United States: Score: 0

At the Kyoto Summit, the US promised to cut its greenhouse gas emissions by 7% by 2008-2012. However, the US has not signed the protocol and has given itself until March 1999 to do so. It will not assume any binding obligations under the agreement reached in Kyoto until "key developing countries meaningfully participate in meeting the challenge of climate change". The administration promises to apply diplomatic pressure to induce developing countries to participate in the framework, and will use regional forum and the G8 Summit in Birmingham to achieve this end. In his State of the Union Address, President Clinton promised $6.3 billion in the next budget to cut US greenhouse emissions, specifically devoting money to tax credits for energy-efficient purchases and renewable energy, as well as increased research and development. Given that the president's actions are restricted without congressional approval, it remains uncertain whether Clinton's proposal will be passed.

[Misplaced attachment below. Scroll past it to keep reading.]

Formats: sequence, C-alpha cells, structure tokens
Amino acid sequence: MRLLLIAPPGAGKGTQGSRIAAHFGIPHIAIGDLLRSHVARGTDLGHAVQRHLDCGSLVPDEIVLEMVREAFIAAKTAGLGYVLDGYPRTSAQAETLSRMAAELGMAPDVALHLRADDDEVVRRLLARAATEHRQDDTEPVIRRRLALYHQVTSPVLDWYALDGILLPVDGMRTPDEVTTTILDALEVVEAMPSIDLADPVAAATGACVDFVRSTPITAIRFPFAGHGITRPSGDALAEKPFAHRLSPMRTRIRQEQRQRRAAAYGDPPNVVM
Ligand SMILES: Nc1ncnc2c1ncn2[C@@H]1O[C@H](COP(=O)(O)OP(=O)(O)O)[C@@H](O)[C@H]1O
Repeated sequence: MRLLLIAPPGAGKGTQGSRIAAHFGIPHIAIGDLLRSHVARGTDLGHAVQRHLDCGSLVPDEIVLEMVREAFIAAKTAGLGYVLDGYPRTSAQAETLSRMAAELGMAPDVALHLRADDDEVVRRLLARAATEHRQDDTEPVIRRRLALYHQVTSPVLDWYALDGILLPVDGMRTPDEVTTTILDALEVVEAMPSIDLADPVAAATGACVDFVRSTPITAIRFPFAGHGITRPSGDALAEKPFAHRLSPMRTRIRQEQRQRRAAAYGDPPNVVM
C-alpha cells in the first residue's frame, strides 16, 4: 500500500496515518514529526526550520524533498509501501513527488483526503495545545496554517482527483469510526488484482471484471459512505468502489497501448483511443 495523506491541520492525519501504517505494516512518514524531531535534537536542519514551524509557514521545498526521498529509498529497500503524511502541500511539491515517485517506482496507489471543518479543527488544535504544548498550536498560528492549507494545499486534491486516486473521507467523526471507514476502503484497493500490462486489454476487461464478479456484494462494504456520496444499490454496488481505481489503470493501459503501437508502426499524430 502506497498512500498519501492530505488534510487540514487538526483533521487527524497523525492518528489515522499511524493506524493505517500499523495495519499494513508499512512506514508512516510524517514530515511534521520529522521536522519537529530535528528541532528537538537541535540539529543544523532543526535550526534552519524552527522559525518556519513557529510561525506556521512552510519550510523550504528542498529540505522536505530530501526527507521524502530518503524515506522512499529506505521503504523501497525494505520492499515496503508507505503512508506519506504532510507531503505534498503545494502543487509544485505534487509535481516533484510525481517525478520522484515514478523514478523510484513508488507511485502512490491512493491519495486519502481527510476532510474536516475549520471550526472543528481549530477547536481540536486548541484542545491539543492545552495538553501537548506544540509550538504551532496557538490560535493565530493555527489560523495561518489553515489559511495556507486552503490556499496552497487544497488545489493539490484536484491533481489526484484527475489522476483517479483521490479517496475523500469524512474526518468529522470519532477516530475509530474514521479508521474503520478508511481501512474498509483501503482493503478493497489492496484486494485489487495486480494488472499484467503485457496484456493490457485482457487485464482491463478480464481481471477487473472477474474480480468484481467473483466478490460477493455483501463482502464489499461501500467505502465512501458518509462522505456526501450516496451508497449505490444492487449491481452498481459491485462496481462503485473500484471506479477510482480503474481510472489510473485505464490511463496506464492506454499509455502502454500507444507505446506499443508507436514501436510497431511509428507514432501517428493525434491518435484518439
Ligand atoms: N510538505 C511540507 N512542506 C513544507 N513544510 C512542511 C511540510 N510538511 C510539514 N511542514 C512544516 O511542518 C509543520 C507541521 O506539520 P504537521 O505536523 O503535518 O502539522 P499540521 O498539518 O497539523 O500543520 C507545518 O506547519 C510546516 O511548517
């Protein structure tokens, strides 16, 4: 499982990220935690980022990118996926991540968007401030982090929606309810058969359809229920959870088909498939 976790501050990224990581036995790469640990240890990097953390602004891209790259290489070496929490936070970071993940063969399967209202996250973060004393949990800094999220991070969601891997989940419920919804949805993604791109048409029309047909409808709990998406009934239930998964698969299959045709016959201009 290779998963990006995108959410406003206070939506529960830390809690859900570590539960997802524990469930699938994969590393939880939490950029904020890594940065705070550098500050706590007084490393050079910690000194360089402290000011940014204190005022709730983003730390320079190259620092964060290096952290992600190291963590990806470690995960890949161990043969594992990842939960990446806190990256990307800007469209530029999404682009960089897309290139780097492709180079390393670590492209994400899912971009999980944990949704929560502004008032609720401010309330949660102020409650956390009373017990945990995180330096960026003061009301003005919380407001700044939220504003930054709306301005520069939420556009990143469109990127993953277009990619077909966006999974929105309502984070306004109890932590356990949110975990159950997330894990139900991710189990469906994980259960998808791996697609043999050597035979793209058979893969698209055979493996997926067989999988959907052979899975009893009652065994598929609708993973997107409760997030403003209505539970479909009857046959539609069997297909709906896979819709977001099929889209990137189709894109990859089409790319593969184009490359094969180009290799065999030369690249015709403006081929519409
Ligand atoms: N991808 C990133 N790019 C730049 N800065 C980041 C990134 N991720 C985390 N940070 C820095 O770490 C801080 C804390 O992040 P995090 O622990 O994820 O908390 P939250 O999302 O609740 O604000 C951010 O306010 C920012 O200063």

United Kingdom: Score: +1

The Blair government continues to place the environment at the heart of its foreign policy, with climate change being a primary focus. At a special session of the United Nations General Assembly in June, 1997, the Prime Minister committed the United Kingdom to the international effort to protect the environment, setting a concrete target of a 20% reduction in greenhouse gas emissions by 2010, a 5% improvement on their European Union counterparts. Here, Britain's ambitious goal will balance off other nations' lower commitments and achievements.